Johannesburg fire ‘wake-up call’, President Ramaphosa says

A deadly fire in Johannesburg’s inner city was “a wake-up call” for South Africa, says President Cyril Ramaphosa.

Seventy-four people were killed – including 12 children – after a blaze in a five-storey building, which was being occupied by homeless people.

More than 50 others were injured.

Earlier, the city of Johannesburg confirmed it owned the building, but said cartels had taken it over. Officials say the cause of the deadly fire is unclear.

In a news conference at the site of the fire, Mr Ramaphosa said the incident needed to be investigated and lessons learnt to prevent future tragedies.

“It’s a wake-up call for us to begin to address the situation of housing in the inner city,” the South African leader said.

The building used to be a home for abused women and children, but once the lease expired, it was “hijacked”, President Ramaphosa explained to reporters.

Many properties around the area where the blaze happened have been deemed unfit to live in.

Yet these old blocks, abandoned by their owners or the city authorities, are full of families, often paying rent to criminal gangs who run them.

Some of those who use the buildings include undocumented migrants, mostly from other African countries.

The buildings, which lack running water, toilets or a legal electricity connection, are then said to have been “hijacked”.

“We need to get on top of this and find effective ways of dealing with problems of accommodation, of housing, and services in the inner city,” Mr Ramaphosa added.

He also commended emergency services, who arrived at the scene 10 minutes after the fire was reported.

Ten of the recovered bodies were unidentifiable, a representative of the health department said.

Speaking at the same news conference, Johannesburg city manager Floyd Brink said 200 families were affected by the fire and “all efforts” were taken to provide accommodation.

Johannesburg mayor Kabelo Gwamanda said displaced survivors would have temporary accommodation for three days.

“After 72 hours, the human settlements department will advise on where they will be taken,” Mr Gwamanda said in a statement.

A spokesman for the emergency services, Robert Mulaudzi, told the BBC that firefighters had been able to bring out some of the occupants.

He said the fire had gutted the building and the search for other victims was continuing.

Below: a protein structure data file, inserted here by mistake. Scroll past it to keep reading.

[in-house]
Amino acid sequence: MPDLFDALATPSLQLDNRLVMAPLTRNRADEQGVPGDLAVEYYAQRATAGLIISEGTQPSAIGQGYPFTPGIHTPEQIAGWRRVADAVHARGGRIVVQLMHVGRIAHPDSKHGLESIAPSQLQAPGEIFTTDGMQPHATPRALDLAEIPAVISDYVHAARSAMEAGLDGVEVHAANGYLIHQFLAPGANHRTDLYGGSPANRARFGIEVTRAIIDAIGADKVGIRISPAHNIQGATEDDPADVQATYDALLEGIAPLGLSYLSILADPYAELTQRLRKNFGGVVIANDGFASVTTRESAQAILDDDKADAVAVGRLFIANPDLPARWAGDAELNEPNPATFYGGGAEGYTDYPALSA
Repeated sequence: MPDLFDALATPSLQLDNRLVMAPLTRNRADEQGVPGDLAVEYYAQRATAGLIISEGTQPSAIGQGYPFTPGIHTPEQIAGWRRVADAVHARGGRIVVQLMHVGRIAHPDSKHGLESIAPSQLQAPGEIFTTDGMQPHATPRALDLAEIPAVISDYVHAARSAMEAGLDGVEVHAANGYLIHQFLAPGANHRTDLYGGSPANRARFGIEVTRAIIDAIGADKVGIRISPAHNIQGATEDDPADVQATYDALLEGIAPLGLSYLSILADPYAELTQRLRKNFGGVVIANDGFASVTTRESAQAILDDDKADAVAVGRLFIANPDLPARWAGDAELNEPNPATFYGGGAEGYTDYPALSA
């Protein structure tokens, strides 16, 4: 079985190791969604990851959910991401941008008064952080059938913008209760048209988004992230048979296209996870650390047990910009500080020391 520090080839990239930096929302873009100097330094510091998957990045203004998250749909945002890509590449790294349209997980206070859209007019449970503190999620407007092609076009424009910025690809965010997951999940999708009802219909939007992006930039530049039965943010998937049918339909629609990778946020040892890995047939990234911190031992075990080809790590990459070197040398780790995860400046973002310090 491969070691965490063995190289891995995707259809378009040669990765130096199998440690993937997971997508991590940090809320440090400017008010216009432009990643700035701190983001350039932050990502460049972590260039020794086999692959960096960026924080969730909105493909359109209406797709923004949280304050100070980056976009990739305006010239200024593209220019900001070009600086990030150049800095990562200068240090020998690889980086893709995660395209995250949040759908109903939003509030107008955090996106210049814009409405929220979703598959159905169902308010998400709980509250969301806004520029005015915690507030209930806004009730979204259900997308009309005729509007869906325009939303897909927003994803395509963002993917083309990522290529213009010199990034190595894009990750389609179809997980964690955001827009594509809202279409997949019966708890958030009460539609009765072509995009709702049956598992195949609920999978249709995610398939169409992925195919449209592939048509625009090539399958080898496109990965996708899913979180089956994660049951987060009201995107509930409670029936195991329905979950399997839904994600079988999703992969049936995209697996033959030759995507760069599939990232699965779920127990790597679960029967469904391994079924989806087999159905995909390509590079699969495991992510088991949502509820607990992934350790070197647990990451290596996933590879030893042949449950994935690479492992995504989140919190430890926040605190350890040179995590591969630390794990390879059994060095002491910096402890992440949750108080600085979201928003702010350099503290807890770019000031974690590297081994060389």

Speaking separately to Newzroom Afrika, Mr Mulaudzi said that the youngest of the seven children who died was 18 months old.

Disaster management officials were in the area to provide relief for surviving residents.

A video posted by Mr Mulaudzi to the platform X, formerly known as Twitter, showed fire trucks and ambulances outside the building with burnt-out windows.

Photos from the scene showed covered bodies lined up near the burned building.

One woman told journalists she was outside the building searching for her 24-year-old daughter.

“As soon as I heard the building was burning down, I knew I had to run here to come and look for her,” she said.

“Now that I’m here, I’m kept in suspense because I really don’t know what is happening. I don’t get any direction – so I’m actually very anxious, I don’t know if my daughter is alive.”

The building is located in what was formerly a business district in South Africa’s economic hub. It was being used as an informal settlement, Mr Mulaudzi said.

A map locates the scene of the fire in Johannesburg, South Africa

A map locates the scene of the fire in Johannesburg, South Africa

Mr Mulaudzi told the BBC the building had been abandoned previously, but homeless people had moved in looking for shelter during the current cold winter months.

He added that since it was not a formal accommodation with a lease, the building was not properly looked after, and makeshift structures and debris had made it hard to search for and rescue people.

Lebogang Maile, the politician responsible for housing in the province, said there was a chronic problem with housing in the area, with 1.2 million people looking for somewhere to live.

Asked whether his administration would take responsibility for the tragedy, Mr Gwamanda, said the government was dealing with the issue of cartels hijacking buildings, which was taking place across the city.

In a visit to the scene, Mr Gwamanda said Johannesburg officials would relocate people living in similar “hijacked” buildings in the city, and turn those buildings into social housing. “We are not going there with brute force,” he told reporters, “we are trying to apply a sensitive strategy.”

Firefighter Mr Mulaudzi told the BBC that during his 23 years of service, he had “never come across something like this”. The emergency services spokesman said Johannesburg “must do something about it as a city, working together, to make sure we prevent incidents like this one”.

In the wake of the fire, many South Africans on social media condemned the online xenophobic attacks that some have made against the victims and survivors of the fire.

Additional reporting by Malu Cursino in London.

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